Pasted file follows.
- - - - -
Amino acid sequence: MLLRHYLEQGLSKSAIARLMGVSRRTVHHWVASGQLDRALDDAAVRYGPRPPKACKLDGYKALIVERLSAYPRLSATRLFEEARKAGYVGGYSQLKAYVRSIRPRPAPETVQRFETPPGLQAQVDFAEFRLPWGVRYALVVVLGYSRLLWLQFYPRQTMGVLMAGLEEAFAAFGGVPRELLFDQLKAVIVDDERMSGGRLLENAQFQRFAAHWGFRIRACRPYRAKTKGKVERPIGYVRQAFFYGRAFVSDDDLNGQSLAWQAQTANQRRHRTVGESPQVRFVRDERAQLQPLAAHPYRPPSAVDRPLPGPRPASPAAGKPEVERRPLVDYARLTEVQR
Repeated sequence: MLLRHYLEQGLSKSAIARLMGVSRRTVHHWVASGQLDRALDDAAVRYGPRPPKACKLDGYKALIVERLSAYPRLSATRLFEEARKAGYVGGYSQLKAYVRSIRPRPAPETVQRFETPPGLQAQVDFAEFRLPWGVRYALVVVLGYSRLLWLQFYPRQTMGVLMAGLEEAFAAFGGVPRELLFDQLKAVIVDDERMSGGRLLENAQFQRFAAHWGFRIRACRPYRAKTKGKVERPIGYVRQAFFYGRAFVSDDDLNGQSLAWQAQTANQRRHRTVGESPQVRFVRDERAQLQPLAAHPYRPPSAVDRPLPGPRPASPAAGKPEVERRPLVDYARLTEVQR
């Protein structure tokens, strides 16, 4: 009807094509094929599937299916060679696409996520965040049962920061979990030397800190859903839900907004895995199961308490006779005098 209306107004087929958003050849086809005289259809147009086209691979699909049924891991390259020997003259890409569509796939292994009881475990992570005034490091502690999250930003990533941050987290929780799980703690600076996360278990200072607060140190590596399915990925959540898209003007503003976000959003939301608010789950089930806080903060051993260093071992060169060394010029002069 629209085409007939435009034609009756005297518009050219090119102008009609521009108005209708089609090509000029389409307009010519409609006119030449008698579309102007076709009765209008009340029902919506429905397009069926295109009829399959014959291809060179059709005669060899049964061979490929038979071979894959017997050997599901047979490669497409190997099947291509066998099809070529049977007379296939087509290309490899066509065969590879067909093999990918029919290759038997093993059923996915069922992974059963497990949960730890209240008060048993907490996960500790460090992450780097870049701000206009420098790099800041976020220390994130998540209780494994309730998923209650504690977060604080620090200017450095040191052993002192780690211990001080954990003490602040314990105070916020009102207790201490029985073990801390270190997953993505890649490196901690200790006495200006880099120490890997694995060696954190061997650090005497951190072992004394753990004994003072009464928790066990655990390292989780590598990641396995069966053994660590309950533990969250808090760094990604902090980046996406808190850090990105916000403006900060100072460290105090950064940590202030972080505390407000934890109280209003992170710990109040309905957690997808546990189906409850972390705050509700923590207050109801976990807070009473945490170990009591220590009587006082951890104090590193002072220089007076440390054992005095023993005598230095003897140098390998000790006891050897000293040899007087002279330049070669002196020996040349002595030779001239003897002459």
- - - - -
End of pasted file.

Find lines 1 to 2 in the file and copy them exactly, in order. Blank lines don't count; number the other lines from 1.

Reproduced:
Amino acid sequence: MLLRHYLEQGLSKSAIARLMGVSRRTVHHWVASGQLDRALDDAAVRYGPRPPKACKLDGYKALIVERLSAYPRLSATRLFEEARKAGYVGGYSQLKAYVRSIRPRPAPETVQRFETPPGLQAQVDFAEFRLPWGVRYALVVVLGYSRLLWLQFYPRQTMGVLMAGLEEAFAAFGGVPRELLFDQLKAVIVDDERMSGGRLLENAQFQRFAAHWGFRIRACRPYRAKTKGKVERPIGYVRQAFFYGRAFVSDDDLNGQSLAWQAQTANQRRHRTVGESPQVRFVRDERAQLQPLAAHPYRPPSAVDRPLPGPRPASPAAGKPEVERRPLVDYARLTEVQR
Repeated sequence: MLLRHYLEQGLSKSAIARLMGVSRRTVHHWVASGQLDRALDDAAVRYGPRPPKACKLDGYKALIVERLSAYPRLSATRLFEEARKAGYVGGYSQLKAYVRSIRPRPAPETVQRFETPPGLQAQVDFAEFRLPWGVRYALVVVLGYSRLLWLQFYPRQTMGVLMAGLEEAFAAFGGVPRELLFDQLKAVIVDDERMSGGRLLENAQFQRFAAHWGFRIRACRPYRAKTKGKVERPIGYVRQAFFYGRAFVSDDDLNGQSLAWQAQTANQRRHRTVGESPQVRFVRDERAQLQPLAAHPYRPPSAVDRPLPGPRPASPAAGKPEVERRPLVDYARLTEVQR